I guess that it automated the process of doing an internal LDA,SBC,BNE sort of thing, but that would seem to require an additional internal register for holding the value during comparison? A common way to implement this kind of operation (used on 6502, Z80, at least the early PDP-11s), is to have the ALU compute the subtraction, and then discard the result....


1

As someone who developed on PDP-8 and PDP-11 computers and managed an effort on a 6800, I will say that the 6800 is neither. Furthermore, the PDP-8 and PDP-11 are very different architectures, and their assembler is quite different. An example of a machine which is similar to the PDP-8 is the HP-2100, even though it is 16 bits, the instructions are much ...


1

I say the 6800 is not like a PDP-11 in any useful way. It does not have general registers and it does not have addressing modes as a separate construction from the registers used by the mode. For example, the PDP-11 'indexed' mode is X(Rn), for n = 0 to 7; the case of n = 7 (the PC) gets you PC-relative addressing. By contrast the 6800 has only 1 register ...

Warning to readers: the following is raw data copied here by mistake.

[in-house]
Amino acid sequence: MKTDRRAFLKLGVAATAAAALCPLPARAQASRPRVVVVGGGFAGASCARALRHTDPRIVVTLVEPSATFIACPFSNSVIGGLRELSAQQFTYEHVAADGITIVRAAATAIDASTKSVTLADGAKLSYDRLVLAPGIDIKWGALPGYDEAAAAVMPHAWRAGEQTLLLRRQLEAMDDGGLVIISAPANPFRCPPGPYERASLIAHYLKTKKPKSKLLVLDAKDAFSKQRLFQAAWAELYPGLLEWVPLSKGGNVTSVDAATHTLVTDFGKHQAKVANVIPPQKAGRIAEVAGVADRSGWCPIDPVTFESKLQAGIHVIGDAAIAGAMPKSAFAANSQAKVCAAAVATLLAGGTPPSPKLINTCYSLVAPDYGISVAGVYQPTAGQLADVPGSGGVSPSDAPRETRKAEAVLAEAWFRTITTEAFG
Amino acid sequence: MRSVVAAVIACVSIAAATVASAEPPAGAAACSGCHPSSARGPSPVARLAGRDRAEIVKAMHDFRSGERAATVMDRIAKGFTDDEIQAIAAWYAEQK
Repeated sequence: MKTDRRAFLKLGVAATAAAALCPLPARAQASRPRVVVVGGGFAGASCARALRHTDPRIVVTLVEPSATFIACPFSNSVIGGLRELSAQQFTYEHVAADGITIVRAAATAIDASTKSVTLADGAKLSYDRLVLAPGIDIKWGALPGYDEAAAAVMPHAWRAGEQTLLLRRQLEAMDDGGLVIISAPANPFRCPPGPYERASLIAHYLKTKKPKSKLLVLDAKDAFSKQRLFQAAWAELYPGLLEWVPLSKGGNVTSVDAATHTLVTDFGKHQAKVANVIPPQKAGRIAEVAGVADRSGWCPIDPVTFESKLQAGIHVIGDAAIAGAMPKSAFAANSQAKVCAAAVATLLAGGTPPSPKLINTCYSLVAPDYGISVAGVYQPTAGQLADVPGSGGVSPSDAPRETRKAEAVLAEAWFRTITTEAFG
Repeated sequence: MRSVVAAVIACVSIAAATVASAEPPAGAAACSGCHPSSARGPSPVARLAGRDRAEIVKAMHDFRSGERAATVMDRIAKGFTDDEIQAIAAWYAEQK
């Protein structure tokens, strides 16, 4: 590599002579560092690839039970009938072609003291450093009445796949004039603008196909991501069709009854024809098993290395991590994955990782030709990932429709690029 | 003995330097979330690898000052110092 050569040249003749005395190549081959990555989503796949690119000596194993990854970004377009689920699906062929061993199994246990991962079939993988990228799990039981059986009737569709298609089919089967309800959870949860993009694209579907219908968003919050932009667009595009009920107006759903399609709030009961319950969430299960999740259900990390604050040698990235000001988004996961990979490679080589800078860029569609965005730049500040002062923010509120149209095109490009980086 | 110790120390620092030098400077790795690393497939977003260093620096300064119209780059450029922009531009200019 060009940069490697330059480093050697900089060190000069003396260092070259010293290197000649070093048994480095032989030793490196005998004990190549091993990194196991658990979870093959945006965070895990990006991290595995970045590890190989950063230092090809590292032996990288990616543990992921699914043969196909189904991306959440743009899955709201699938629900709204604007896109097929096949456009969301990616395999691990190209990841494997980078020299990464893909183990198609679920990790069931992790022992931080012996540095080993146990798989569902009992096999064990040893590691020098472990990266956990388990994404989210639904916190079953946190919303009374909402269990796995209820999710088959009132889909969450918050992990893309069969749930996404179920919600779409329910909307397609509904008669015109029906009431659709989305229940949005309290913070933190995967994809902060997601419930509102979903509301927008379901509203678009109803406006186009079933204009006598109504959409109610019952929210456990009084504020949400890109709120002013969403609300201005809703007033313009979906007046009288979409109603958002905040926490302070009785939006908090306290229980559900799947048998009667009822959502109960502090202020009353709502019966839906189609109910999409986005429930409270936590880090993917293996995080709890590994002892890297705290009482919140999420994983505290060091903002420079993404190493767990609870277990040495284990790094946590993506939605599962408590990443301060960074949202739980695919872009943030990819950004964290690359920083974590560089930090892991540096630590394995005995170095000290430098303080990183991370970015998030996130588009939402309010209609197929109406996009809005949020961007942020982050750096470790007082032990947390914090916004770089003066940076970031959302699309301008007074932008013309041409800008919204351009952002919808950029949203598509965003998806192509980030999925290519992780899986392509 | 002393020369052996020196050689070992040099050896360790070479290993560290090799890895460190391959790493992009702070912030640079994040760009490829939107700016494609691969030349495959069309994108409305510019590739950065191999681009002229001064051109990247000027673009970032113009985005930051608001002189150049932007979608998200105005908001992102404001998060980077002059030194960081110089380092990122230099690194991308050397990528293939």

1

In overall feel, the MC6800 is clearly more like a PDP-11 than a PDP-8. Word vs. Byte Architecture Like many machines of the 1950s and '60s, from the IBM 701 to DEC's PDP-10, the PDP-8 was a word-oriented machine. Addresses pointed only to full words, loads and stores were always of a full word¹, and every instruction was exactly one word in size, with any ...


1

And to all the other fine answers above, let me add the RCA COSMOS, later better known as the RCA 1802. This was a relatively advanced CPU in 8-bit terms, with 16 16-bit registers (!!) but an 8-bit ALU and instruction set. A number of people, notably Tom Pittman (Tiny BASIC) claimed it to be their favorite CPU design and noted that it had very tight code, ...


1

Memory may not have been quite so much of an issue as people were making it out to be. Keep in mind that the base version of the Altair 8800 (kit price $439) shipped with a "1024 word" (by which they mean byte) memory board populated with only 256 bytes of RAM. If you were willing to work with less, and in particular design your computer to use RAM more ...